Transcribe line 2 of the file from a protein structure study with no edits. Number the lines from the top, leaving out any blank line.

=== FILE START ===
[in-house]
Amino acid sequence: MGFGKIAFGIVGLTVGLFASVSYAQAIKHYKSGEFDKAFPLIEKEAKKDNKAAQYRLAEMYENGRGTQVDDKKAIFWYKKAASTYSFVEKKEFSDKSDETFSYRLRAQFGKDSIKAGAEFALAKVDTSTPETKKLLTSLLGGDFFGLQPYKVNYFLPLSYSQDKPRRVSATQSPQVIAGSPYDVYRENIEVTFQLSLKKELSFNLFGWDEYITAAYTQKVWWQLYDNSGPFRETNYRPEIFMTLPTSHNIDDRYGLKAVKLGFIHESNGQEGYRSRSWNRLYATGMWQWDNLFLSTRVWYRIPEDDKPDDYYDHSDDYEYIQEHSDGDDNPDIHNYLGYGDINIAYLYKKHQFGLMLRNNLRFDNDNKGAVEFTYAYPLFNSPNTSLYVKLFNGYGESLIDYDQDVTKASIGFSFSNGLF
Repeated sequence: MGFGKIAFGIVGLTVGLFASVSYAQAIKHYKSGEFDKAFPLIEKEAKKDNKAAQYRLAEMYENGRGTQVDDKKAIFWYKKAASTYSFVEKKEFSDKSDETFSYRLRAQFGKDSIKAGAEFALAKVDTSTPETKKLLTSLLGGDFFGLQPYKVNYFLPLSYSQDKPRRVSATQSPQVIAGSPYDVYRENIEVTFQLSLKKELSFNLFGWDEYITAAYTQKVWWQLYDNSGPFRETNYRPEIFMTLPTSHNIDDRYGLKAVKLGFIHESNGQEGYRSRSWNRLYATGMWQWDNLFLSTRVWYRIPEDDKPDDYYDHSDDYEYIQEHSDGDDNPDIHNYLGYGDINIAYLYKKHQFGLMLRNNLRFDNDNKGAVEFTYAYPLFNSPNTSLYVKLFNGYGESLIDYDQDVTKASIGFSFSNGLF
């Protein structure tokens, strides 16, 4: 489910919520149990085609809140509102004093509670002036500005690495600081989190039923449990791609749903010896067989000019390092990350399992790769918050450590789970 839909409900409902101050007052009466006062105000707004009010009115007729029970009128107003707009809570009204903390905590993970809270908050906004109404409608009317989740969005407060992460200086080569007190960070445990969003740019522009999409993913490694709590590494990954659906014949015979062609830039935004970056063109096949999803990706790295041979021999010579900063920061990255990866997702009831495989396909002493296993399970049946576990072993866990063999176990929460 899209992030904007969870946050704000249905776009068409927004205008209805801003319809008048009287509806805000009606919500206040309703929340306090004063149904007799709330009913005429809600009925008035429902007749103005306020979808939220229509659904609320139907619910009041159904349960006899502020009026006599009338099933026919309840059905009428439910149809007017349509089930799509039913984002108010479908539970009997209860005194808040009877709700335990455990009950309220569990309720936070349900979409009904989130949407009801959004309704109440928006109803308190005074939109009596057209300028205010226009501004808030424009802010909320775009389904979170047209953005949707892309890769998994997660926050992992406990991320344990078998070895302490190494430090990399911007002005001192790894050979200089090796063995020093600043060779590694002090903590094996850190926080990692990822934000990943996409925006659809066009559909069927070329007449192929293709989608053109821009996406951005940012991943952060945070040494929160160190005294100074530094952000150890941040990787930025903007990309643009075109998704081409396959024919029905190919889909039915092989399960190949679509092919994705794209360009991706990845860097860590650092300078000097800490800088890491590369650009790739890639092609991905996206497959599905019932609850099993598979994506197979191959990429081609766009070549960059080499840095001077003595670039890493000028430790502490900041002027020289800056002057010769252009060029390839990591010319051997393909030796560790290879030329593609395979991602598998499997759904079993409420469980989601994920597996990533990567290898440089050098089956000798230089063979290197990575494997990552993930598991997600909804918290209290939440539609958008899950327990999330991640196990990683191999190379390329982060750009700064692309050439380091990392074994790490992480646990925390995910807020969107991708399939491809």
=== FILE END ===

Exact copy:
Amino acid sequence: MGFGKIAFGIVGLTVGLFASVSYAQAIKHYKSGEFDKAFPLIEKEAKKDNKAAQYRLAEMYENGRGTQVDDKKAIFWYKKAASTYSFVEKKEFSDKSDETFSYRLRAQFGKDSIKAGAEFALAKVDTSTPETKKLLTSLLGGDFFGLQPYKVNYFLPLSYSQDKPRRVSATQSPQVIAGSPYDVYRENIEVTFQLSLKKELSFNLFGWDEYITAAYTQKVWWQLYDNSGPFRETNYRPEIFMTLPTSHNIDDRYGLKAVKLGFIHESNGQEGYRSRSWNRLYATGMWQWDNLFLSTRVWYRIPEDDKPDDYYDHSDDYEYIQEHSDGDDNPDIHNYLGYGDINIAYLYKKHQFGLMLRNNLRFDNDNKGAVEFTYAYPLFNSPNTSLYVKLFNGYGESLIDYDQDVTKASIGFSFSNGLF